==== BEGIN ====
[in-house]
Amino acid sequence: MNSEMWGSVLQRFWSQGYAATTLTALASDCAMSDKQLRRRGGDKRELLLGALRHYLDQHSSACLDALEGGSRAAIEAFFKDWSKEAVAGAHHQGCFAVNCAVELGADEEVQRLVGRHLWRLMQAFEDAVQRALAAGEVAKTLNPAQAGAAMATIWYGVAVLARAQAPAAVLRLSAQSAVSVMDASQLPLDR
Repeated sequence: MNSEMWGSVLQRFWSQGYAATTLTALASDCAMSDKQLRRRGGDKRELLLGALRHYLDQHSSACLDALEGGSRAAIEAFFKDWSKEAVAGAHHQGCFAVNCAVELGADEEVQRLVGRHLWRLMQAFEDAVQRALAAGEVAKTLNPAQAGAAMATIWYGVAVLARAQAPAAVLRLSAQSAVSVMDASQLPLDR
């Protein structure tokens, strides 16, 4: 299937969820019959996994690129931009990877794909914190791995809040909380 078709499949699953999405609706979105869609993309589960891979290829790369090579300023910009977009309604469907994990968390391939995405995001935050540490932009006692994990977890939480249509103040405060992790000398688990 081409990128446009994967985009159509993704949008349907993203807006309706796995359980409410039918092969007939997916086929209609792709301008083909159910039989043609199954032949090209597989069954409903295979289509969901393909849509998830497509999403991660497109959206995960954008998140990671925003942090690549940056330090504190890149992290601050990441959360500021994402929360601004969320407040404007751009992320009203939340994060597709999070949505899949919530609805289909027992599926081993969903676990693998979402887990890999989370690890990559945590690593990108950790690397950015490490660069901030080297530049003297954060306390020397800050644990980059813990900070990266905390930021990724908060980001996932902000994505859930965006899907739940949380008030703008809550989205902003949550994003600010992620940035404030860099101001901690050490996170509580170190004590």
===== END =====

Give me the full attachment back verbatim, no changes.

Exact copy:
[in-house]
Amino acid sequence: MNSEMWGSVLQRFWSQGYAATTLTALASDCAMSDKQLRRRGGDKRELLLGALRHYLDQHSSACLDALEGGSRAAIEAFFKDWSKEAVAGAHHQGCFAVNCAVELGADEEVQRLVGRHLWRLMQAFEDAVQRALAAGEVAKTLNPAQAGAAMATIWYGVAVLARAQAPAAVLRLSAQSAVSVMDASQLPLDR
Repeated sequence: MNSEMWGSVLQRFWSQGYAATTLTALASDCAMSDKQLRRRGGDKRELLLGALRHYLDQHSSACLDALEGGSRAAIEAFFKDWSKEAVAGAHHQGCFAVNCAVELGADEEVQRLVGRHLWRLMQAFEDAVQRALAAGEVAKTLNPAQAGAAMATIWYGVAVLARAQAPAAVLRLSAQSAVSVMDASQLPLDR
């Protein structure tokens, strides 16, 4: 299937969820019959996994690129931009990877794909914190791995809040909380 078709499949699953999405609706979105869609993309589960891979290829790369090579300023910009977009309604469907994990968390391939995405995001935050540490932009006692994990977890939480249509103040405060992790000398688990 081409990128446009994967985009159509993704949008349907993203807006309706796995359980409410039918092969007939997916086929209609792709301008083909159910039989043609199954032949090209597989069954409903295979289509969901393909849509998830497509999403991660497109959206995960954008998140990671925003942090690549940056330090504190890149992290601050990441959360500021994402929360601004969320407040404007751009992320009203939340994060597709999070949505899949919530609805289909027992599926081993969903676990693998979402887990890999989370690890990559945590690593990108950790690397950015490490660069901030080297530049003297954060306390020397800050644990980059813990900070990266905390930021990724908060980001996932902000994505859930965006899907739940949380008030703008809550989205902003949550994003600010992620940035404030860099101001901690050490996170509580170190004590």